A journey into the eyes and mind of a naturalist.

Lions and Deer Flies and Bears, Oh MY!

I spent a week taking a class at the Wilderness Awareness School in Duvall, Washington.  The class focused on mentoring youth in nature.  As a part of the class we spent a lot of time out in the woods exploring and getting to know the land.  For me this meant the opportunity to do some tracking and get to know the local wildlife.  On one of my jaunts out in the woods we were plagued with deer flies.  These are the flies that don’t seem as quick as other flies and always seem to land right in your hair.  I inevitably caught one burrowing into hair.  Upon removal I was amazed at how beautiful, although annoying, these little guys really are.  Their compound eye is composed of thousands of smaller lenses causing the light to reflect differently off of each lens.  Pretty cool for a pest.

On the same trip out in the woods,  (when I say out in the woods I’m talking, off trail bushwhacking through thickets of salmon berry) we came across an animal trail.  Now I’m certainly not an expert tracker but I knew there was something special about this trail.  There was green foliage broken off and still very fresh.  The trail was shorter and wider than a deer but too big to be a rabbit run.  As I started to crawl down the trail I began to get excited because I fit right into it.  The trail cut a perfect path through thickets and dense thickets.  We crawled for about 50 feet and knew the trail had been used withing the last 12 hours.  We came to a muddy spot in the trail and my suspicions were confirmed.  There in the mud were some very large tracks of a black bear.  The impression of the bear’s haunches made a perfect impression in the mud and the front paws were just in front of that.  We had been crawling down a bear trail and found a wallow.  Seeing these simple impressions in the mud I could picture the bear sitting for a moment in the mud to cool off.  It was a very cool experience.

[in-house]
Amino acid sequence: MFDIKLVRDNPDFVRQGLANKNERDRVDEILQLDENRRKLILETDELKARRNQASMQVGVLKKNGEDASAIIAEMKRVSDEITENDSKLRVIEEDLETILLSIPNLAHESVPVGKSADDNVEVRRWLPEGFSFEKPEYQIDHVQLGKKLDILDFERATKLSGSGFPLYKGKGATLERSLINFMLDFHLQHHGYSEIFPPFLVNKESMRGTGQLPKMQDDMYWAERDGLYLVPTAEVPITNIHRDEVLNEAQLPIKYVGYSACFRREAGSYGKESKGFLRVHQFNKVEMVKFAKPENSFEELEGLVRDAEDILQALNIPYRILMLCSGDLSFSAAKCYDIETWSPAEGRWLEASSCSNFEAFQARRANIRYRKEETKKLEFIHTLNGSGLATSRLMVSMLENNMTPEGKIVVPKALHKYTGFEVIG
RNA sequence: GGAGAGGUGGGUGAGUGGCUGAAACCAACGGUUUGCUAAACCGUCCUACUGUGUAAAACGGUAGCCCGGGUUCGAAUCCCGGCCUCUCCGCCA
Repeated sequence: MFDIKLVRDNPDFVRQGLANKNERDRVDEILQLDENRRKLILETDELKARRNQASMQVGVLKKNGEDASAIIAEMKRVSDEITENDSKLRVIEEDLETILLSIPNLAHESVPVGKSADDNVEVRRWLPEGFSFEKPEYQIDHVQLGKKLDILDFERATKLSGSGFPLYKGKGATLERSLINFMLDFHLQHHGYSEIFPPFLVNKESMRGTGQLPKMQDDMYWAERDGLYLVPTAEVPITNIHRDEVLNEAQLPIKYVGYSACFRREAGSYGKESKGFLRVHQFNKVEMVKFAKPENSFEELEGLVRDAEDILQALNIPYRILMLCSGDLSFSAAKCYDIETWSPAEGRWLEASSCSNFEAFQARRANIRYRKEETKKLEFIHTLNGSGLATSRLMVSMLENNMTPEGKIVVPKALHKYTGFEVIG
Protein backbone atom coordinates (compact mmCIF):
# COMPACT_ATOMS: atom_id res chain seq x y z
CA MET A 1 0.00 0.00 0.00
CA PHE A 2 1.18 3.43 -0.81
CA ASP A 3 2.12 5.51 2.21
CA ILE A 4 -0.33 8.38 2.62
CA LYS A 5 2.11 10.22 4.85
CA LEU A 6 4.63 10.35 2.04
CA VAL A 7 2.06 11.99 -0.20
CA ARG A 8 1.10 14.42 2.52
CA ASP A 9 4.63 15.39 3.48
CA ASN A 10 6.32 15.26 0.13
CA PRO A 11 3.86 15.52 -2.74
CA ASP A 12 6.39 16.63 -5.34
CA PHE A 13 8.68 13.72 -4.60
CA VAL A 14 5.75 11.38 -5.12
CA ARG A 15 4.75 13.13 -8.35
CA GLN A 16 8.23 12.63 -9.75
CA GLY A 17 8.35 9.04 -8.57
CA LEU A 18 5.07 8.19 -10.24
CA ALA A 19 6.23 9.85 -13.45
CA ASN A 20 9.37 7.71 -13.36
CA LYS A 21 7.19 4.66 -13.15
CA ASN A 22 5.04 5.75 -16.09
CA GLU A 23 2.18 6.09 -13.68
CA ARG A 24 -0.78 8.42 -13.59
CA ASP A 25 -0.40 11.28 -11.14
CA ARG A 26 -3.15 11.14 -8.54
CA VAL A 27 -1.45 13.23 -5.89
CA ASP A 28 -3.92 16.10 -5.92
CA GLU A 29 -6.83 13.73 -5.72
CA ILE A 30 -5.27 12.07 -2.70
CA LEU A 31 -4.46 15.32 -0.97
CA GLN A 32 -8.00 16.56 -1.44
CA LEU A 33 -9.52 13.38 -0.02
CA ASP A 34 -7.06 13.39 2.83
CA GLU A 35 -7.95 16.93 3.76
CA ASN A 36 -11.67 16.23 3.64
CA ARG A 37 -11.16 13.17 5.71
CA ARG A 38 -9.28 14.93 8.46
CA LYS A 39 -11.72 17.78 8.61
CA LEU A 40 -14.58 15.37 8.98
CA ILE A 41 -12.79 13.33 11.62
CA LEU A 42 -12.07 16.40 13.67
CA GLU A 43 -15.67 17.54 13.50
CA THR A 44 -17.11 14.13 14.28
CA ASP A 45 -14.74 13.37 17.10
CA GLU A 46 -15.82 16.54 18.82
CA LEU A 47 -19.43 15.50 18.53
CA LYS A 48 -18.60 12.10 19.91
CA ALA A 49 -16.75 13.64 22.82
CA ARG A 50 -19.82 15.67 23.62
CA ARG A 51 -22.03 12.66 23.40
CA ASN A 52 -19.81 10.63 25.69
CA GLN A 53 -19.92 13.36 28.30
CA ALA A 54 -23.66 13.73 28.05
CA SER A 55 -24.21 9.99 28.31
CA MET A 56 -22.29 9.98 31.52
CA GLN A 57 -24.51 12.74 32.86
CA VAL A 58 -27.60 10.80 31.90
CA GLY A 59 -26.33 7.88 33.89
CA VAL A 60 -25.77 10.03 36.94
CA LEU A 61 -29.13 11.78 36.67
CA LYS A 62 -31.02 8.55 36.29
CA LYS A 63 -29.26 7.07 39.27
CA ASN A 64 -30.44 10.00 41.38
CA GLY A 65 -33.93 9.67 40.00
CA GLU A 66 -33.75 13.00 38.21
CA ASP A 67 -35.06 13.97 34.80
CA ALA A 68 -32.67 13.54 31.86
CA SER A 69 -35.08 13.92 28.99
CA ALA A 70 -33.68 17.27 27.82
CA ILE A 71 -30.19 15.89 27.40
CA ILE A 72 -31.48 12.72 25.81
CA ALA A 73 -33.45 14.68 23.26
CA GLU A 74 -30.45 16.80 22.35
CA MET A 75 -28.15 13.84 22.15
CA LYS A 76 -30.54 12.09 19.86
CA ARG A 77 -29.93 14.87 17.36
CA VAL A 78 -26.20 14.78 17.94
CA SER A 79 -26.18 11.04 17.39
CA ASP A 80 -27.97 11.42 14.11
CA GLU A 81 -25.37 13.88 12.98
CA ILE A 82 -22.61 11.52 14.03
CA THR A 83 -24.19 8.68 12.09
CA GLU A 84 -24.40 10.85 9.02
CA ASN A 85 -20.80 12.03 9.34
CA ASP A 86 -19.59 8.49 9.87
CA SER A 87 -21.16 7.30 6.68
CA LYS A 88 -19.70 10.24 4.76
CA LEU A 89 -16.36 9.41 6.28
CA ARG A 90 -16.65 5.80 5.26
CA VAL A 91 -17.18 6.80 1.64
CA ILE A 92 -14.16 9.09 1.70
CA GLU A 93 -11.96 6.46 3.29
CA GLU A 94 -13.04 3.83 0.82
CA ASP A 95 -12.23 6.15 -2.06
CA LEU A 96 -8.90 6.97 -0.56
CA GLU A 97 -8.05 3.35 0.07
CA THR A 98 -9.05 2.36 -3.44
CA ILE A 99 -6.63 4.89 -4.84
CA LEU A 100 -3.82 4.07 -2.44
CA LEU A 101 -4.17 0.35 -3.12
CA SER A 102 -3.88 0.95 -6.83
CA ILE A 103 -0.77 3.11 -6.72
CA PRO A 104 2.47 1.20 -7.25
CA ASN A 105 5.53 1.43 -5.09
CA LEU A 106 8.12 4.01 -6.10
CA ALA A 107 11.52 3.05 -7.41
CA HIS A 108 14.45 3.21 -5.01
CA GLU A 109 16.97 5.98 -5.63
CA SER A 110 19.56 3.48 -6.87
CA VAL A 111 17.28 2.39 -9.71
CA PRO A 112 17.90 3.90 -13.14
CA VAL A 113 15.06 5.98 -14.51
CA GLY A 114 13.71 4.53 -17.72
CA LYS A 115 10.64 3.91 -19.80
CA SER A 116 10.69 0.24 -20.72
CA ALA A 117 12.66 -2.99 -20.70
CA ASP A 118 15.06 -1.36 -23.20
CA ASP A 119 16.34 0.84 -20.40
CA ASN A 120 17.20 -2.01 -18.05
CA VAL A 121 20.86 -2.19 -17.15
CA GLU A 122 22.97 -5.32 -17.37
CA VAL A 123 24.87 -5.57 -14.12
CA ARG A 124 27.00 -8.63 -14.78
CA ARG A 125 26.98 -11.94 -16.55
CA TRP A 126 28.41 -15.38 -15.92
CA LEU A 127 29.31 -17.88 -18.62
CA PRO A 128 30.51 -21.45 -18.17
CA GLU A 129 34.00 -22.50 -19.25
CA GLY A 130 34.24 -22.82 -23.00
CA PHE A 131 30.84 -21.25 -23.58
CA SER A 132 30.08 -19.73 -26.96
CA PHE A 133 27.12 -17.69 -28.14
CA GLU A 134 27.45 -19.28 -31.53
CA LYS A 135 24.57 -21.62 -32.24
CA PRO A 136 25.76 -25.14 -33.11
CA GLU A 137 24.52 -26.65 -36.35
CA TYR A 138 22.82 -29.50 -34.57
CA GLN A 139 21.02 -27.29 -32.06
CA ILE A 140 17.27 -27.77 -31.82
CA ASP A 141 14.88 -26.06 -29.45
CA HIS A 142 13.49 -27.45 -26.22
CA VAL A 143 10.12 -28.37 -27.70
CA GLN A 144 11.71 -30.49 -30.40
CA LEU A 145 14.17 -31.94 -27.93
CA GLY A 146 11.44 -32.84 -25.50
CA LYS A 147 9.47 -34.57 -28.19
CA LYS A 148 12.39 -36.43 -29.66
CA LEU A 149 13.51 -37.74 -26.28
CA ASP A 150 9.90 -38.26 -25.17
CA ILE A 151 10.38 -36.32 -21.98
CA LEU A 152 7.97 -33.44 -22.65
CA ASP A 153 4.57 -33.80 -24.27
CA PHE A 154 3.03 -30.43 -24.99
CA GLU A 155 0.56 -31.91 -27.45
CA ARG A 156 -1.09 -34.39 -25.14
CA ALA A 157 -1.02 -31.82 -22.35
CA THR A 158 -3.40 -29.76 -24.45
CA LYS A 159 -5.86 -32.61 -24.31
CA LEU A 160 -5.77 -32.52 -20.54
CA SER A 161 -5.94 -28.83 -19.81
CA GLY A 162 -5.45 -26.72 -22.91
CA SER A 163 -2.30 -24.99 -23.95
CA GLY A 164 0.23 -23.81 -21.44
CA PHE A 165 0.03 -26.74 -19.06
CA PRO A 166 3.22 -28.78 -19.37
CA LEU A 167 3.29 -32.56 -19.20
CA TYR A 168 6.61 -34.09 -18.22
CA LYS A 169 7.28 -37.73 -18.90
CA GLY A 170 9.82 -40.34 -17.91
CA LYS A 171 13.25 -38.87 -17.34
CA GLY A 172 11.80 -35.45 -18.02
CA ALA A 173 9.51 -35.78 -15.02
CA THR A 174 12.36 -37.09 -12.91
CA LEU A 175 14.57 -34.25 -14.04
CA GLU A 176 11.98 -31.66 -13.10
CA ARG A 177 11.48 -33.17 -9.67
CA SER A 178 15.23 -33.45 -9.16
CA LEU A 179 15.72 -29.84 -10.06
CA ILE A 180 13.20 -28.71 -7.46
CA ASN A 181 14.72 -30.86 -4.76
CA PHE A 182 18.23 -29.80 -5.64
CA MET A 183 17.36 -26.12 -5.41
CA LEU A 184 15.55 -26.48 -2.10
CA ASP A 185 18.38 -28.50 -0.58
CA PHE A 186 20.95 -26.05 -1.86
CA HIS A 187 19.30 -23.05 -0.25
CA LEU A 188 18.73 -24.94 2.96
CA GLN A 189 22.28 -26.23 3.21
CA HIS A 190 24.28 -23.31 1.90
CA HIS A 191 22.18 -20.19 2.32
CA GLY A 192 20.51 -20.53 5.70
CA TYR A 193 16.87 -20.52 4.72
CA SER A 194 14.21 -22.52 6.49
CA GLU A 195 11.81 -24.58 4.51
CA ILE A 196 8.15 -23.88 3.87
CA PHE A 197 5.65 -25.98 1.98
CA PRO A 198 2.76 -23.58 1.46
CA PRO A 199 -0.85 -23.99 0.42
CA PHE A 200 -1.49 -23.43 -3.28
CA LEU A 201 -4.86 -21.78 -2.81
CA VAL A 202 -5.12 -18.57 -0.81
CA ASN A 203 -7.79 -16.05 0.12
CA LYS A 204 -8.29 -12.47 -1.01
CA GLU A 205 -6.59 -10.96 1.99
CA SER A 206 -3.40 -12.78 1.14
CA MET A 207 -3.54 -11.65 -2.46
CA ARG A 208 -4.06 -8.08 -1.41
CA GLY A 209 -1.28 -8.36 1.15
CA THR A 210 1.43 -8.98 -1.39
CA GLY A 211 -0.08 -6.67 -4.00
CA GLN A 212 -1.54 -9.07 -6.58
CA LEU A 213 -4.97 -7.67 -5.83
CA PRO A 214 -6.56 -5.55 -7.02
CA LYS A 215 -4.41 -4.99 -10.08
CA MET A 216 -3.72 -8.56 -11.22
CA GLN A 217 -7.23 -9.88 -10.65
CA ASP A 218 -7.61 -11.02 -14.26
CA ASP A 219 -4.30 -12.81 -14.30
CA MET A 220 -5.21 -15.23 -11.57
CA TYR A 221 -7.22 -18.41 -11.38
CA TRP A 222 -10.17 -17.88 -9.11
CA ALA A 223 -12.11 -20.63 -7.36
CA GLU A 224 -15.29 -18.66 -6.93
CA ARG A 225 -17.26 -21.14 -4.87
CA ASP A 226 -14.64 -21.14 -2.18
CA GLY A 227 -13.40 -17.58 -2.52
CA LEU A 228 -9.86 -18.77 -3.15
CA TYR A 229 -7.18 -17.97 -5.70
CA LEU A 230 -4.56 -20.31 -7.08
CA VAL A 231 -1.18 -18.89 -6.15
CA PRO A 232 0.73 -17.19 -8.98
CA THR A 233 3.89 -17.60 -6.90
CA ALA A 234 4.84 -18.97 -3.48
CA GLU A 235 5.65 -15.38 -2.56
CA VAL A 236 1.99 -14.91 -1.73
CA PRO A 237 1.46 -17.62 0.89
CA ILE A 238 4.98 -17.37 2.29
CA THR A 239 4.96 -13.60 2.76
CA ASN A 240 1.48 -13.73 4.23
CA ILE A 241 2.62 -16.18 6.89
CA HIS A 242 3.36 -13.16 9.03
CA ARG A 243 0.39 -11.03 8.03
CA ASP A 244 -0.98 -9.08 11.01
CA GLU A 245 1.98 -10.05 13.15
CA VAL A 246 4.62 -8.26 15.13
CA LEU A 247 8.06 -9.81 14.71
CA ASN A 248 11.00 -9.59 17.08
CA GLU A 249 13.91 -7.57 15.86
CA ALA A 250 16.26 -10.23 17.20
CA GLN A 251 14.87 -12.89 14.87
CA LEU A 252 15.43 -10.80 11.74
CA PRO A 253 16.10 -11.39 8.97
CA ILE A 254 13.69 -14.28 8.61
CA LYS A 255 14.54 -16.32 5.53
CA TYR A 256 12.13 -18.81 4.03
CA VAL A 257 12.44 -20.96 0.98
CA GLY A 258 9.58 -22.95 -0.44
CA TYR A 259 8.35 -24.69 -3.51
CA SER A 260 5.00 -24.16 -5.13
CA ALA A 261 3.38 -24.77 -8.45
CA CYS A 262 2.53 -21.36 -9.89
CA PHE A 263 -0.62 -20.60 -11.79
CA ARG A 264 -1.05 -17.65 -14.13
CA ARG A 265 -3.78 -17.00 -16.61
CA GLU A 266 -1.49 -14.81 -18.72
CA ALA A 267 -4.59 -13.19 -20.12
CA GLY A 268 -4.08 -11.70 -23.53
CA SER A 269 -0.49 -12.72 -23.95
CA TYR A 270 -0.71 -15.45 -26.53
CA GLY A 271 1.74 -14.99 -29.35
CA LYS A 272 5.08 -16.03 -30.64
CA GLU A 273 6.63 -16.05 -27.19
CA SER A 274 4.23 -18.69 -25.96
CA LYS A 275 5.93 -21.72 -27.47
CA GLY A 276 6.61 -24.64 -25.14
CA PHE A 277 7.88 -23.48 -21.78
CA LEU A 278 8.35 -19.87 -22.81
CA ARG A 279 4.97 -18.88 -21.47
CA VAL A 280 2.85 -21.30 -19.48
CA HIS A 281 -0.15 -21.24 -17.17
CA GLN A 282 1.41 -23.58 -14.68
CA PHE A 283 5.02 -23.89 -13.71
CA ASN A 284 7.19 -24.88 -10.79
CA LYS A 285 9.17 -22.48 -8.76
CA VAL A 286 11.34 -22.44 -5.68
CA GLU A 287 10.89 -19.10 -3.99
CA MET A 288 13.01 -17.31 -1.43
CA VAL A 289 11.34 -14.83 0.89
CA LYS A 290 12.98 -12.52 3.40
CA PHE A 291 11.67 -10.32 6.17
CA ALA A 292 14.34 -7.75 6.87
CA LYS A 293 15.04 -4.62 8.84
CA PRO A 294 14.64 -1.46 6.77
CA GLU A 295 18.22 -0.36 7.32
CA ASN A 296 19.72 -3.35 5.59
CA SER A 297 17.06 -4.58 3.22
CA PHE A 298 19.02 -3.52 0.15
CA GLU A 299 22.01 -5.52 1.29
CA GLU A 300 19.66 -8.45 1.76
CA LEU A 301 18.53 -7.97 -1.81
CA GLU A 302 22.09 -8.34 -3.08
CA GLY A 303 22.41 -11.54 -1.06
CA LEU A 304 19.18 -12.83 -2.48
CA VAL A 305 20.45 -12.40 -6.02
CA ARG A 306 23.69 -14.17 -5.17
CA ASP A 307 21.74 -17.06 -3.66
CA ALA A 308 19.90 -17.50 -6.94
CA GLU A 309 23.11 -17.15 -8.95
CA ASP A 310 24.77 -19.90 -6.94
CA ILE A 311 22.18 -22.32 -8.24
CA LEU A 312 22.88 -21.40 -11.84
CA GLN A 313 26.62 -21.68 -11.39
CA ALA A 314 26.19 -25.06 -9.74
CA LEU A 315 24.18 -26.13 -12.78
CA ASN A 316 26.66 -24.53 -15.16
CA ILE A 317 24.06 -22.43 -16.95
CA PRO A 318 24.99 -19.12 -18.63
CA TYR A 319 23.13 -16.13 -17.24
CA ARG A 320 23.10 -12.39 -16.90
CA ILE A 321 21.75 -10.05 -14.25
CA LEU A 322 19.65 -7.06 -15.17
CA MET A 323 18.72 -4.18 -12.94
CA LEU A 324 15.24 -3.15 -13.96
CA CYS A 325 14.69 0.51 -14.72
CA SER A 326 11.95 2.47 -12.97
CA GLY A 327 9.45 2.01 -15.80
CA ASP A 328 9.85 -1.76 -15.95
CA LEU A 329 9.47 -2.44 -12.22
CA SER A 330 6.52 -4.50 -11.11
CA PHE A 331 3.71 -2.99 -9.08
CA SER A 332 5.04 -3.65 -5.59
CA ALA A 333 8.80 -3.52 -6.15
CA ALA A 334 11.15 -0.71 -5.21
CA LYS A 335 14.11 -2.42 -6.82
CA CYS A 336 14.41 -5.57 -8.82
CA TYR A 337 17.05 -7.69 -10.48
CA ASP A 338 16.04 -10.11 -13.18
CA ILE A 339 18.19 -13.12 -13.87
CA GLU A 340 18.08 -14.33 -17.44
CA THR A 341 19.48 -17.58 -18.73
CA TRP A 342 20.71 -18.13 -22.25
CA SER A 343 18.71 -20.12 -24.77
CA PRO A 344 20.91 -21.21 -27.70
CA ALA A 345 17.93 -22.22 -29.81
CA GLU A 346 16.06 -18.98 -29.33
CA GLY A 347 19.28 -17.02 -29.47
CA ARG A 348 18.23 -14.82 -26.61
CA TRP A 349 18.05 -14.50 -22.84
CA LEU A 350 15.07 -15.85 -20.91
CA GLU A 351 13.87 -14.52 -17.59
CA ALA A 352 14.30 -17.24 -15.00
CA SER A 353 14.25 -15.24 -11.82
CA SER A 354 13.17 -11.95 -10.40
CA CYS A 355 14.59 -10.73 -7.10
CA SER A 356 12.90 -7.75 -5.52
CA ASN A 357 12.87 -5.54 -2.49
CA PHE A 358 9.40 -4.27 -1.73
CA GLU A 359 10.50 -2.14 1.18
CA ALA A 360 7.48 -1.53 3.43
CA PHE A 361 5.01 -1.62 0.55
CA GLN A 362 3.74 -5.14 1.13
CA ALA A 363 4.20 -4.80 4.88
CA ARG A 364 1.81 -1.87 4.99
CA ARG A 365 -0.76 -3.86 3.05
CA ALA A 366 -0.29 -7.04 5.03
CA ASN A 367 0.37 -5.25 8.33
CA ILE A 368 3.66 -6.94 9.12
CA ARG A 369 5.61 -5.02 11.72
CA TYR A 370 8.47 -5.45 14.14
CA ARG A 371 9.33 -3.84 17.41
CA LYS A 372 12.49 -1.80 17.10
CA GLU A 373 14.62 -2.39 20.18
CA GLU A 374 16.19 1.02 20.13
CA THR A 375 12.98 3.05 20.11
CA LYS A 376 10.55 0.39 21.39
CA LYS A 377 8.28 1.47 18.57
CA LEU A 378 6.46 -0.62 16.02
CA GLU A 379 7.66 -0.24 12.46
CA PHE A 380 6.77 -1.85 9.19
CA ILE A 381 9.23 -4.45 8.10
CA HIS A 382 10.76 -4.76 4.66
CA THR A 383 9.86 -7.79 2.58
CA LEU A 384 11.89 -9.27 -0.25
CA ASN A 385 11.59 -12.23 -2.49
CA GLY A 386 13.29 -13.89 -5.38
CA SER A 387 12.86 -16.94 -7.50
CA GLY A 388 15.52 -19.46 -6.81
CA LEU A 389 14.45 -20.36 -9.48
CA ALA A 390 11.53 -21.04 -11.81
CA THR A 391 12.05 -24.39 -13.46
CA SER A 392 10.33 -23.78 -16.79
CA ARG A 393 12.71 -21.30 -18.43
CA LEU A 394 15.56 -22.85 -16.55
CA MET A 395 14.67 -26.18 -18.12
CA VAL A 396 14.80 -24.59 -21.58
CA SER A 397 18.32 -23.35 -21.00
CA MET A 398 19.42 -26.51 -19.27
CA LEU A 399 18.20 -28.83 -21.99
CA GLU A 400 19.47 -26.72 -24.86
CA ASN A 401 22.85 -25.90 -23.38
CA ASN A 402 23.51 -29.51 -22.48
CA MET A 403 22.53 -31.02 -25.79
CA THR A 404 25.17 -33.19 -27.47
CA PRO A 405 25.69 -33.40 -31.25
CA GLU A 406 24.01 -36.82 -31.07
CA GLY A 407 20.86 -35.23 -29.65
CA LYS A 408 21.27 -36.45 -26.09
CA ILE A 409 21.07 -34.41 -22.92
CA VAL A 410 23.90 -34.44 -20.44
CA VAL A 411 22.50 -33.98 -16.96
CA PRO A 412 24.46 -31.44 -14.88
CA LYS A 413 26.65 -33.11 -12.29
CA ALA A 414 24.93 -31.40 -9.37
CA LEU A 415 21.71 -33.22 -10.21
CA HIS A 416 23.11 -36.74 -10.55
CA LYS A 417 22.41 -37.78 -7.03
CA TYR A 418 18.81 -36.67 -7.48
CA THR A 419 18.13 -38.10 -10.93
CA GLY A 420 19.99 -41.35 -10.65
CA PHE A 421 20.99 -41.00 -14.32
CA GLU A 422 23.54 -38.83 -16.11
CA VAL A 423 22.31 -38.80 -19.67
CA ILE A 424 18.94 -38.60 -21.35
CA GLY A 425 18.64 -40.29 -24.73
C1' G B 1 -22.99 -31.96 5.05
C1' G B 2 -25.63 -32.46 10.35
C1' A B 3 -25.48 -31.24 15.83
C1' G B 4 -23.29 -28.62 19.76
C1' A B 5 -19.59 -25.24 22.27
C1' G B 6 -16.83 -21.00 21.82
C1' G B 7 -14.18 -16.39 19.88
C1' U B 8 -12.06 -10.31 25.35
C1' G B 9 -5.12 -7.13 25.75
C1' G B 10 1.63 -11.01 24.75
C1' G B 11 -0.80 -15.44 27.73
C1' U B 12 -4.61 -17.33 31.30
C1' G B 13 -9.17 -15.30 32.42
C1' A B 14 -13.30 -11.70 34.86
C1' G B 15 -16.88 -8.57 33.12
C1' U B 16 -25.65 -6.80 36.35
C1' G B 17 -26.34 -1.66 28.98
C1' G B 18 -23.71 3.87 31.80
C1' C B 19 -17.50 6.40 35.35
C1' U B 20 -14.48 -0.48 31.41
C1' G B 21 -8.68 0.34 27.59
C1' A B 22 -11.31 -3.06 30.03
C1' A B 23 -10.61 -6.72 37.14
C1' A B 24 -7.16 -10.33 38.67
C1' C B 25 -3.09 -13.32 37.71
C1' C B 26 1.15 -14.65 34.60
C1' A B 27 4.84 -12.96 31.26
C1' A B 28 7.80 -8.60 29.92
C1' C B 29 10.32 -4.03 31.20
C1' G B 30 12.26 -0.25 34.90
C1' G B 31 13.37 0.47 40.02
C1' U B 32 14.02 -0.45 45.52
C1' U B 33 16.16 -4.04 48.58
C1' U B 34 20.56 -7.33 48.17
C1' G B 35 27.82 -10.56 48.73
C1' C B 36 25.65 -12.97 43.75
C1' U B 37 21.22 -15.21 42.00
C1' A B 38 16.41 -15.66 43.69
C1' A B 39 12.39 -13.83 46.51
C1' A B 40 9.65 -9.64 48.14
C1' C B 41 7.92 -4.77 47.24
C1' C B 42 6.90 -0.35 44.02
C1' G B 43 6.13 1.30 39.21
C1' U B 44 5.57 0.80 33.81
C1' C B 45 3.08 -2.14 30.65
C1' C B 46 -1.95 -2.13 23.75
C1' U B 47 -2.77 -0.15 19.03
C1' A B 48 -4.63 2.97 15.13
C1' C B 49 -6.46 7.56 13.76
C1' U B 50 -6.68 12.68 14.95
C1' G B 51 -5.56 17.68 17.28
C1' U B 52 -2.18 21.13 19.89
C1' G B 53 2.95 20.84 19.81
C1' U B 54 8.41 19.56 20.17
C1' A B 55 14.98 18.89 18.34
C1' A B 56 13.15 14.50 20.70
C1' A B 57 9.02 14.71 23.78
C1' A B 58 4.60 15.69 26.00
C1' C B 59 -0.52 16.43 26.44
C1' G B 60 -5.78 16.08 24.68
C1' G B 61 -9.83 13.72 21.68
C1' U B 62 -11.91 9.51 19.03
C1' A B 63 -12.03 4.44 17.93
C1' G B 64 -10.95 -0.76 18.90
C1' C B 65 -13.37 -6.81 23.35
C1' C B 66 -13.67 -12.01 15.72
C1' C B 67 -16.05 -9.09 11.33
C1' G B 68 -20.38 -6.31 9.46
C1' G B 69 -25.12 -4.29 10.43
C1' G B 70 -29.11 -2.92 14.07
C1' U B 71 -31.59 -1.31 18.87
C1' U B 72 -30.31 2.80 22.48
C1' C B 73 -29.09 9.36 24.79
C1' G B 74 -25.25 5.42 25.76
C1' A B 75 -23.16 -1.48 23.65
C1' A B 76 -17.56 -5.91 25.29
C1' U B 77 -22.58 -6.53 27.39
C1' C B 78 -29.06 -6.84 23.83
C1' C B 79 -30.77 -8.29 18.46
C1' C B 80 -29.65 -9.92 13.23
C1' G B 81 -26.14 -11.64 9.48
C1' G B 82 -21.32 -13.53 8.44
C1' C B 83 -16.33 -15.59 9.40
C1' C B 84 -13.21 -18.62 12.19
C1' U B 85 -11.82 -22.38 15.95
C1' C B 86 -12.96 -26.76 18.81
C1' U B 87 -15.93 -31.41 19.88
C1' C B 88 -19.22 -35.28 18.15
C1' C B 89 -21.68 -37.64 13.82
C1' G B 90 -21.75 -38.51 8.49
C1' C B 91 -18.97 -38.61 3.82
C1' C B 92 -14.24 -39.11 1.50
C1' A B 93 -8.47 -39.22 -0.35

We returned to camp and I was feeling pretty good about our discovery.  The next day my friend Alex and a staff member of the camp were out doing some tracking of their own.  They heard a twig snap and silently stalked up to the source of the noise.  What they found was an adult black bear feeding on salmon berry.  The bear saw them and hesitated for a moment before running the other direction.  They say that the bear looked like it was making that critical fight or flight decision.  After their hearts slowed down a bit they began trailing the bear.  As they walked down the trail the birds went silent and an eerie calm overtook them.  They knew the bear was still there waiting to see what they were going to do.  They decided to turn around and follow the trail later.

Lucky for me I was the only other person they invited to pick up the trail of the bear.  We skipped dinner returned to the last known spot of the bear.  We tracked it right down the hiking path and around a bend.  Around the bend was a stretch of soft mud for about 30 feet.  We found perfect bear tracks straight through the mud.  Perfect in the sense you could see the impression of the hair around the ankle and in between the toes.  This was a sweet find for anyone let alone someone who considers themselves a tracker.   THEN!  As we followed the bear tracks we started seeing another set of tracks going the other direction…

At this point we simply started giving high-fives and were all giddy as kids at the ice cream shop.  What we now had in front of us were PERFECT bear tracks right next to cougar tracks that were only a day or so old!!   This is extremely rare to ever find.  The home ranges of these animals can be up to hundreds of square miles.  The chances of finding tracks, let alone perfect tracks in soft mud, is extremely rare.  This was truly a once in a life time opportunity.   It was also humbling to know that these two apex predators were both right where we were standing.  It was a moment of humility knowing we were not top of the food chain.  Nature in it’s purest form.

Tomorrow:  Plant Sex!

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